April 13, 2024

Exploring Earth From Space: Patagonia and the Falkland Islands

The Copernicus Sentinel-3 objective recorded this satellite view of Patagonia at the southern end of South America and the Falkland Islands (Malvinas). Tierra del Fuego, an island archipelago situated at the southern tip of Patagonia (the southernmost tip of the image), is shared by Argentina and Chile. The Falklands consist of 2 main islands, West Falkland and East Falkland, separated by the Falkland Sound– a channel that averages around 20 km (12 miles) in width.

Part of the Alberto de Agostini National Park can be seen at the bottom of the image. The park features an extremely irregular coastline, which is deeply indented by fjords. Considered a designated UNESCO Biosphere Reserve, the park has numerous tidewater glaciers and makes up the islands of Gordon, Cook, and Londonderry.
The Falkland Islands can be seen in the far right of the image. The islands lie in the South Atlantic Ocean, around 600 km (370 miles) east of Patagonia. The Falklands comprise 2 main islands, West Falkland and East Falkland, separated by the Falkland Sound– a channel that averages around 20 km (12 miles) in width.

These tiny organisms thrive in the cool, nutrient-rich waters between the coast of southern Argentina and the Falkland Islands.

(Click image for full view.) The Copernicus Sentinel-3 objective caught this satellite view of Patagonia at the southern end of South America and the Falkland Islands (Malvinas). Credit: Contains modified Copernicus Sentinel data (2022 ), processed by ESA, CC BY-SA 3.0 IGO
This excellent, wide-angled view of Patagonia at the southern end of South America, in addition to the Falkland Islands (Malvinas) was caught by the European Space Agencys Copernicus Sentinel-3 objective.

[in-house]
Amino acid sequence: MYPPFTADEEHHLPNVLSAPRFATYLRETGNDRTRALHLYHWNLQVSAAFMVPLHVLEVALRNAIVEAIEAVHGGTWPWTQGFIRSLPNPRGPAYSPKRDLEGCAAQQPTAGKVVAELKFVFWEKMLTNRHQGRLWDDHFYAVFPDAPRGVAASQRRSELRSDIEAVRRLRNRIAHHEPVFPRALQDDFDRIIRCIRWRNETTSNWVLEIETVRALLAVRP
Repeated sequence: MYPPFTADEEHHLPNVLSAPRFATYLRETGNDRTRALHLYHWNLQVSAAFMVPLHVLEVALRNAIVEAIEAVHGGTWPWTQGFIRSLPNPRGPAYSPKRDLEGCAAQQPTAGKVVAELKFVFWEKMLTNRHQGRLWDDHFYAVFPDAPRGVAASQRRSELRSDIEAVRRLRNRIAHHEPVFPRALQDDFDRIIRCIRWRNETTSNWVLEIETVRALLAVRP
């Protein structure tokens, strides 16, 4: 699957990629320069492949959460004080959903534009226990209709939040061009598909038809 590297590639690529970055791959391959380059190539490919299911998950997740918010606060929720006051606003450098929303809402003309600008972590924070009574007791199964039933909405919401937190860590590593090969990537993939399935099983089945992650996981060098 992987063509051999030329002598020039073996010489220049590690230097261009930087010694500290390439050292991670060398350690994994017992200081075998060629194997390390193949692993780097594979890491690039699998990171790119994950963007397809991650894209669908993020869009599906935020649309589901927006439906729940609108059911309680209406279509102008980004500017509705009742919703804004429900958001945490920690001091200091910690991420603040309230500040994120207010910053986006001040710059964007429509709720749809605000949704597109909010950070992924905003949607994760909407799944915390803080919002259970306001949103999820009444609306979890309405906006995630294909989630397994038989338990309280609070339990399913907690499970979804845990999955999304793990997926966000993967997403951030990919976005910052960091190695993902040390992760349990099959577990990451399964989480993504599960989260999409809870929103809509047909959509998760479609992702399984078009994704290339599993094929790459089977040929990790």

Covering a location of around 673,000 sq km (260,000 sq miles), Patagonia is divided by Argentina and Chile. The region consists of the southern section of the Andes Mountains, with lakes, fjords, rain forests, and glaciers in the west and deserts and tablelands to the east.
Tierra del Fuego, an island archipelago located at the southern suggestion of Patagonia (the southernmost idea of the image), is shared by Argentina and Chile. The eastern part of the main island belongs to Argentina, and the southern point of the island chain, which forms Cape Horn, belongs to Chile. The Strait of Magellan, called after the innovator Ferdinand Magellan, lies in between Tierra del Fuego and mainland Argentina.

The swirling blue and green colored locations are densely focused phytoplankton blooms. These tiny organisms prosper in the cool, nutrient-rich waters in between the coast of southern Argentina and the Falkland Islands. Nutrients carried by rivers promote phytoplankton growth, which may explain the plankton hugging the South American shoreline in the image, along with dust carried from Patagonia offshore which is then diffused on the ocean surface area by strong westerly winds.
In spring and summer season, populations of algae in the South Atlantic frequently take off into massive flowers– which drift with the meandering ocean currents. Bring a suite of innovative instruments, Copernicus Sentinel-3 measures systematically Earths oceans, land, atmosphere, and ice to monitor and comprehend large-scale worldwide characteristics.
Sentinel-3 measures the temperature level, color, and height of the sea surface area as well as the thickness of sea ice, while over land maps land, supplies indices of plants state, and determines the height of lakes and rivers.
This image is likewise featured on the Earth From Space video program embedded above.